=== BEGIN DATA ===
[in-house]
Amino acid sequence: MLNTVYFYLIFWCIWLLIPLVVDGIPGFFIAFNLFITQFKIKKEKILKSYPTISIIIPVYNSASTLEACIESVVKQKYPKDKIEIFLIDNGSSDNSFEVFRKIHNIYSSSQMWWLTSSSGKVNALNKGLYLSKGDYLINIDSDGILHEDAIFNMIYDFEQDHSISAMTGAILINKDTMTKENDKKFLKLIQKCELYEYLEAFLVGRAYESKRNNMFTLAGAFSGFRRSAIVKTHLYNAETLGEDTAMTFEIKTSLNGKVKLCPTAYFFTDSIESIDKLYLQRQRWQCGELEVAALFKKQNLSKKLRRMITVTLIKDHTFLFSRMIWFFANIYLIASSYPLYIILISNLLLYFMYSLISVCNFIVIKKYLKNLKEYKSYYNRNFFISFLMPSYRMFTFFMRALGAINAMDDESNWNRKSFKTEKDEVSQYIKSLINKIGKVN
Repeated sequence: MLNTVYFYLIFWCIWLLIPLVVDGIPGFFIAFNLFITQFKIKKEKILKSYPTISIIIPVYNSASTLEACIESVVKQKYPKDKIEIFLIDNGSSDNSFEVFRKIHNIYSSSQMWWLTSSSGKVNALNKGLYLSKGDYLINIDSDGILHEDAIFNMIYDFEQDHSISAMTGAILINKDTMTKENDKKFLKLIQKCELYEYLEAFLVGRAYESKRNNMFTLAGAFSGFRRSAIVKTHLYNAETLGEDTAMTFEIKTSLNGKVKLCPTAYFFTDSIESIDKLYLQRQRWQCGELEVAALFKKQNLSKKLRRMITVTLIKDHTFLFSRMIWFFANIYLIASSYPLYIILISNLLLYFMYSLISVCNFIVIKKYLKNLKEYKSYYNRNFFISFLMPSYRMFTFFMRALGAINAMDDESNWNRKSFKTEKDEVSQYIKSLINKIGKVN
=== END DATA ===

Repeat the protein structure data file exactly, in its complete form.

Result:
[in-house]
Amino acid sequence: MLNTVYFYLIFWCIWLLIPLVVDGIPGFFIAFNLFITQFKIKKEKILKSYPTISIIIPVYNSASTLEACIESVVKQKYPKDKIEIFLIDNGSSDNSFEVFRKIHNIYSSSQMWWLTSSSGKVNALNKGLYLSKGDYLINIDSDGILHEDAIFNMIYDFEQDHSISAMTGAILINKDTMTKENDKKFLKLIQKCELYEYLEAFLVGRAYESKRNNMFTLAGAFSGFRRSAIVKTHLYNAETLGEDTAMTFEIKTSLNGKVKLCPTAYFFTDSIESIDKLYLQRQRWQCGELEVAALFKKQNLSKKLRRMITVTLIKDHTFLFSRMIWFFANIYLIASSYPLYIILISNLLLYFMYSLISVCNFIVIKKYLKNLKEYKSYYNRNFFISFLMPSYRMFTFFMRALGAINAMDDESNWNRKSFKTEKDEVSQYIKSLINKIGKVN
Repeated sequence: MLNTVYFYLIFWCIWLLIPLVVDGIPGFFIAFNLFITQFKIKKEKILKSYPTISIIIPVYNSASTLEACIESVVKQKYPKDKIEIFLIDNGSSDNSFEVFRKIHNIYSSSQMWWLTSSSGKVNALNKGLYLSKGDYLINIDSDGILHEDAIFNMIYDFEQDHSISAMTGAILINKDTMTKENDKKFLKLIQKCELYEYLEAFLVGRAYESKRNNMFTLAGAFSGFRRSAIVKTHLYNAETLGEDTAMTFEIKTSLNGKVKLCPTAYFFTDSIESIDKLYLQRQRWQCGELEVAALFKKQNLSKKLRRMITVTLIKDHTFLFSRMIWFFANIYLIASSYPLYIILISNLLLYFMYSLISVCNFIVIKKYLKNLKEYKSYYNRNFFISFLMPSYRMFTFFMRALGAINAMDDESNWNRKSFKTEKDEVSQYIKSLINKIGKVN